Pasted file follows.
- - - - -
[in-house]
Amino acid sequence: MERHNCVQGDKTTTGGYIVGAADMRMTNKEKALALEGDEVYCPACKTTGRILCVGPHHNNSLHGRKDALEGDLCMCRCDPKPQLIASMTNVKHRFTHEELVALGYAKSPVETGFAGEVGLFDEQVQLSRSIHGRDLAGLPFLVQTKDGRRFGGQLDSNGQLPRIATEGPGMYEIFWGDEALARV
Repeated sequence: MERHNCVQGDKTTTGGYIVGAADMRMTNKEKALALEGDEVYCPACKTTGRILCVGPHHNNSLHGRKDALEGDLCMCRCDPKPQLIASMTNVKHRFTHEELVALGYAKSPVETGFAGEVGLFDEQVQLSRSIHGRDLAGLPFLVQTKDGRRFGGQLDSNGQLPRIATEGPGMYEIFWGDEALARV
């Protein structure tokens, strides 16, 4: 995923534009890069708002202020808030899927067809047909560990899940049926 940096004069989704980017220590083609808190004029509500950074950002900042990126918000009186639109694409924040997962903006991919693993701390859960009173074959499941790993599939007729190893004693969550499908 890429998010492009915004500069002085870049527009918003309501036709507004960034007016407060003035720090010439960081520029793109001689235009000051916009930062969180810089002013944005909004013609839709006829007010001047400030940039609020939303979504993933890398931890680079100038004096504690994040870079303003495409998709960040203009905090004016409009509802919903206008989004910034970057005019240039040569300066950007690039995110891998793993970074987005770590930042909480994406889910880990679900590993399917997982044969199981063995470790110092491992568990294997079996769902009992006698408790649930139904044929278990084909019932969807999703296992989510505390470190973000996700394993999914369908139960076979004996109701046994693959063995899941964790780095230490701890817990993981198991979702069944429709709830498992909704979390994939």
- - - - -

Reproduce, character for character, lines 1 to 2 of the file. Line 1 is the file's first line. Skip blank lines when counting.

[in-house]
Amino acid sequence: MERHNCVQGDKTTTGGYIVGAADMRMTNKEKALALEGDEVYCPACKTTGRILCVGPHHNNSLHGRKDALEGDLCMCRCDPKPQLIASMTNVKHRFTHEELVALGYAKSPVETGFAGEVGLFDEQVQLSRSIHGRDLAGLPFLVQTKDGRRFGGQLDSNGQLPRIATEGPGMYEIFWGDEALARV